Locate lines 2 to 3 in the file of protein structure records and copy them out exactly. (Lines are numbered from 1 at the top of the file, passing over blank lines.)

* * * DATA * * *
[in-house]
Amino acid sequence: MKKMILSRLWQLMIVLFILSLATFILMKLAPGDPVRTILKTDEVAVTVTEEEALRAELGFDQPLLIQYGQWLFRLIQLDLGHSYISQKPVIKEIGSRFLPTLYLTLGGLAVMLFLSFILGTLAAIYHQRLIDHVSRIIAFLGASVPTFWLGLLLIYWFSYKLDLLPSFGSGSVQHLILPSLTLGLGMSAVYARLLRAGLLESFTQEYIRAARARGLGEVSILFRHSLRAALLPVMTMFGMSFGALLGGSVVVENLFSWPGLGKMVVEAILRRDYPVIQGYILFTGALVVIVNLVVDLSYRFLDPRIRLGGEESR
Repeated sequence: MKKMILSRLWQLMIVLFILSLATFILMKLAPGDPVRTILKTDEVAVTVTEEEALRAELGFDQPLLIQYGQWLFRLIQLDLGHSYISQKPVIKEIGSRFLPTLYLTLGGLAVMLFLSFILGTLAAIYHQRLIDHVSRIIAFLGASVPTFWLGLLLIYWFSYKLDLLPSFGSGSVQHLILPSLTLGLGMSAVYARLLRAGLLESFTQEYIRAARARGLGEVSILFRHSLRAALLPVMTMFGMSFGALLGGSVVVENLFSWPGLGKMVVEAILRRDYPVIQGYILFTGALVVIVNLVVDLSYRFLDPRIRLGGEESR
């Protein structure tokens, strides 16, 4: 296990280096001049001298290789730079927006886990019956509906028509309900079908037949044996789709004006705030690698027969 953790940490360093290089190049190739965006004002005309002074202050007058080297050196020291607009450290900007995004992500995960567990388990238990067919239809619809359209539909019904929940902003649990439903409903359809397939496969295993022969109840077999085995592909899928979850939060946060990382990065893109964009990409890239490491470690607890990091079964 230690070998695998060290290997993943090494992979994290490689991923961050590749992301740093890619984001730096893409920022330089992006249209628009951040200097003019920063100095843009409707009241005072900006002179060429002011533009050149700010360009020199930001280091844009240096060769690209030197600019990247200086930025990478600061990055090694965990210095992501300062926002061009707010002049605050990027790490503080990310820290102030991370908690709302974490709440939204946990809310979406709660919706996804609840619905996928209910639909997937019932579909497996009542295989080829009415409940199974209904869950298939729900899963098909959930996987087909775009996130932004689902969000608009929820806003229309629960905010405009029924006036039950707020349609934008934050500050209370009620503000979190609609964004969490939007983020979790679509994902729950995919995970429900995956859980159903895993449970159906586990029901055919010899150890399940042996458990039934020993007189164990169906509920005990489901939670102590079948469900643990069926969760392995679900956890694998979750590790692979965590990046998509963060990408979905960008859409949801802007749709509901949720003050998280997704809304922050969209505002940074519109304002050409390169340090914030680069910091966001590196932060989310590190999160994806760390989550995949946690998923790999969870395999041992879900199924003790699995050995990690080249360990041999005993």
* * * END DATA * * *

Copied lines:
Amino acid sequence: MKKMILSRLWQLMIVLFILSLATFILMKLAPGDPVRTILKTDEVAVTVTEEEALRAELGFDQPLLIQYGQWLFRLIQLDLGHSYISQKPVIKEIGSRFLPTLYLTLGGLAVMLFLSFILGTLAAIYHQRLIDHVSRIIAFLGASVPTFWLGLLLIYWFSYKLDLLPSFGSGSVQHLILPSLTLGLGMSAVYARLLRAGLLESFTQEYIRAARARGLGEVSILFRHSLRAALLPVMTMFGMSFGALLGGSVVVENLFSWPGLGKMVVEAILRRDYPVIQGYILFTGALVVIVNLVVDLSYRFLDPRIRLGGEESR
Repeated sequence: MKKMILSRLWQLMIVLFILSLATFILMKLAPGDPVRTILKTDEVAVTVTEEEALRAELGFDQPLLIQYGQWLFRLIQLDLGHSYISQKPVIKEIGSRFLPTLYLTLGGLAVMLFLSFILGTLAAIYHQRLIDHVSRIIAFLGASVPTFWLGLLLIYWFSYKLDLLPSFGSGSVQHLILPSLTLGLGMSAVYARLLRAGLLESFTQEYIRAARARGLGEVSILFRHSLRAALLPVMTMFGMSFGALLGGSVVVENLFSWPGLGKMVVEAILRRDYPVIQGYILFTGALVVIVNLVVDLSYRFLDPRIRLGGEESR